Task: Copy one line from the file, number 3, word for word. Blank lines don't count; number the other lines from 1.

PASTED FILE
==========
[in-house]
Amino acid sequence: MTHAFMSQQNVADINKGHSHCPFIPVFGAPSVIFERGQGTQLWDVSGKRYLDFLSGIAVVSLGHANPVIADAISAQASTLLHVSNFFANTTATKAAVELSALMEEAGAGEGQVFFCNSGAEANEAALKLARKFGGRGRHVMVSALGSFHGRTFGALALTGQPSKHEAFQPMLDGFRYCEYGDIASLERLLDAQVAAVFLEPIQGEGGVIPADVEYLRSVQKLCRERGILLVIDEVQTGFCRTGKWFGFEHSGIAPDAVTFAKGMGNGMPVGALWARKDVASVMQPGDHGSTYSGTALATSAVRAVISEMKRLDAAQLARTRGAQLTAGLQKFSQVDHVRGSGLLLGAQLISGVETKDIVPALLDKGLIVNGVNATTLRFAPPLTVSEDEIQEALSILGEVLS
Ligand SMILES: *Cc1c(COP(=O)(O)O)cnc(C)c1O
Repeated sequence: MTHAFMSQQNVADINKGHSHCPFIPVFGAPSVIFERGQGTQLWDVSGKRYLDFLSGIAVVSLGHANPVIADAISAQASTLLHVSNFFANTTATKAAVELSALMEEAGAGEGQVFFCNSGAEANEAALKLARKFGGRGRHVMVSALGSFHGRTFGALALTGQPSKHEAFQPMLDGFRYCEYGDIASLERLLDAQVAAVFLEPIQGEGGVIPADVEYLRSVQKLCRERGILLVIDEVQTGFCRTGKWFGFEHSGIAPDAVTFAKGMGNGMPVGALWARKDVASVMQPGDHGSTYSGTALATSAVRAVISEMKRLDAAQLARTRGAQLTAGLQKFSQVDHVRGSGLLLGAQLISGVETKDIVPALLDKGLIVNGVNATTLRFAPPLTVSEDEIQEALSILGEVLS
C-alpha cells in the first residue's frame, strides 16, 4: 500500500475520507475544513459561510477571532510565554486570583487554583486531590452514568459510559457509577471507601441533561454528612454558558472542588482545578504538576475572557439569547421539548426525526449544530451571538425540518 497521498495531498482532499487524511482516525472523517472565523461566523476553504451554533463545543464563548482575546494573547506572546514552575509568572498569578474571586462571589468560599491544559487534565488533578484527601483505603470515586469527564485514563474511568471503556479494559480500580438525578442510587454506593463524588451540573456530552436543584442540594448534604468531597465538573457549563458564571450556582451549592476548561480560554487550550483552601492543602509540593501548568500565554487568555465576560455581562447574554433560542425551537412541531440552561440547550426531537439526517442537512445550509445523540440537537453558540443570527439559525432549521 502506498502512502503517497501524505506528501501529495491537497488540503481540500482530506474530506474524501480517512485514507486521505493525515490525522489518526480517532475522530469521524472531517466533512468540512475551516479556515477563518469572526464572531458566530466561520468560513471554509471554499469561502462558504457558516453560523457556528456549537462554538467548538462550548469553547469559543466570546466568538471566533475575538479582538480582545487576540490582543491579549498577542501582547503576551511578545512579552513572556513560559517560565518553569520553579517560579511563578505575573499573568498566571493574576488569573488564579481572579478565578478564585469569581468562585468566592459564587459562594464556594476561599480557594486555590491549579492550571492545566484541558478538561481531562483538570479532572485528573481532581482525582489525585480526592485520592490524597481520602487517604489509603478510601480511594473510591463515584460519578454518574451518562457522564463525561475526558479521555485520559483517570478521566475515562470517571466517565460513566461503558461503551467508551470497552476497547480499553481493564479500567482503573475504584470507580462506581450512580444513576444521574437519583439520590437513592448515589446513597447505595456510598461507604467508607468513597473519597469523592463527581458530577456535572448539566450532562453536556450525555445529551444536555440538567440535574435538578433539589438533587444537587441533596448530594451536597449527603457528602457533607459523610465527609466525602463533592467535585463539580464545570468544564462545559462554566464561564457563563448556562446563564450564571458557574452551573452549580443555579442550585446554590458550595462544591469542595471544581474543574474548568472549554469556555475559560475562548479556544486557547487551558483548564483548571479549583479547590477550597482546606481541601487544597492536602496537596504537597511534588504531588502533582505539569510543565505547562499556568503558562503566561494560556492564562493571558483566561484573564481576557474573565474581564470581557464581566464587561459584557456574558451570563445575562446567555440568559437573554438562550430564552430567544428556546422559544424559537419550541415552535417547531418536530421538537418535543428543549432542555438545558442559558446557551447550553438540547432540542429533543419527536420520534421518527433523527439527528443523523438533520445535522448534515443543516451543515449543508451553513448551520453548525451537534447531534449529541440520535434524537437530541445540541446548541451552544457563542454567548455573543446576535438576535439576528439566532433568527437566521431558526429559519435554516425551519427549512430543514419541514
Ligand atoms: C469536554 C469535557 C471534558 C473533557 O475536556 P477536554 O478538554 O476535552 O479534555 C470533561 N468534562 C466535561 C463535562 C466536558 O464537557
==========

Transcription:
Ligand SMILES: *Cc1c(COP(=O)(O)O)cnc(C)c1O